From 27 until 29 February 2012 I had the great opportunity to join EUSSET symposium 2012 at Siegen University. EUSSET “is a networked organizational forum dedicated to the development of technological tools and infrastructures that incorporate a human-centred design perspective”.
As an early career researcher it was a great honour to meet about 35 leading CSCW researchers from all over Europe, the USA and China – many of them I met for the first time, e.g. Carla Simone, Mark Ackermann and Kjeild Schmidt.
I learned many interesting things during these three days and do not want to discuss the whole event.
The point I want to spread is rather to be considered on a meta or pragmatic level and not deadly serious: As from my perception ‘the CSCW researcher’ doesn’t like schematic graphics too much. During these three days we had quite a few group sessions and produced quite a few flip chart lists… but only two pictures. ;)
Thus, when a few days ago one of our PhD students asked me whether I could give him a pointer to some good summaries of CSCW (research) or perhaps even a graphic I did not have any idea what to tell him about the graphic. Of course there are various really good contributions that summarize CSCW. But having its roots in the 1980ies CSCW is a quite young discipline and I think the first generation of CSCW researchers have all their own ideas of what CSCW is. (If you want to deepen on this point start with the contributions of the three researchers above, add Liam Banon, Giorgio de Michelis, Volker Wulf and Dave Randall for a Europeen perspective and Paul Dourish, Jonathan Grudin, Gloria Mark, Wendy Kellogg and some others for a US perspective on CSCW. [This list is by no means complete])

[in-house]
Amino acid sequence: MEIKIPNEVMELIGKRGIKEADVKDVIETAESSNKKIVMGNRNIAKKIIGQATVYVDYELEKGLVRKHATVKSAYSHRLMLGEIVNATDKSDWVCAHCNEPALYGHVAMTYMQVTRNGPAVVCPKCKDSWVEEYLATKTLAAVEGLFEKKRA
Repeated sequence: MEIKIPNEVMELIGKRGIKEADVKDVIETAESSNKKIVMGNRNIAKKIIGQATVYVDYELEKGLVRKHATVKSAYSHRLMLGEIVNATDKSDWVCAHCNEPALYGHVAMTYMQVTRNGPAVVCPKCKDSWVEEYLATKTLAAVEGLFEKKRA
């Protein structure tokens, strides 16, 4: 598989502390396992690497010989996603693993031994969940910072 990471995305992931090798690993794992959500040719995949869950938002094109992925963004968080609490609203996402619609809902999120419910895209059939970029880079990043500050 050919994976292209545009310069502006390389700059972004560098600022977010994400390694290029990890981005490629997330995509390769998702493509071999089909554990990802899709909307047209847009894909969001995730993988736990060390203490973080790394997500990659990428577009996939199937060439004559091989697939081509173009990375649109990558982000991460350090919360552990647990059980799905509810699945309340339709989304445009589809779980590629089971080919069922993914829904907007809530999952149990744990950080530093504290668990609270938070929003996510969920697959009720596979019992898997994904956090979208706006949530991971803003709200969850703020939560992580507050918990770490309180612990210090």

To come back to the PhD student’s question. During our talk I remembered one of the two EUSSET pictures designed bei Jörg Behringer from SAP and me which give a good overview over what I would consider to be the core of CSCW (research). I want to briefly present and explain the picture in the following.
[Not a valid template]
- CSCW aims to understand individuals (e.g. their motives) and their practices (i.e. how they work, how they interact).
- CSCW wants to support individuals and their practices with IT artifacts (or even better equipment).
- As CSCW design object both dimensions (and their interdependencies during the continous appropriation) have to be considered.
- To do so CSCW applies various, normally qualitative, research methods like ethnography.
- At the end the goal of CSCW should of course be to create valuable and transferable insights for individuals, companies and other researchers.
This is what I think is what CSCW research is about. What do you think?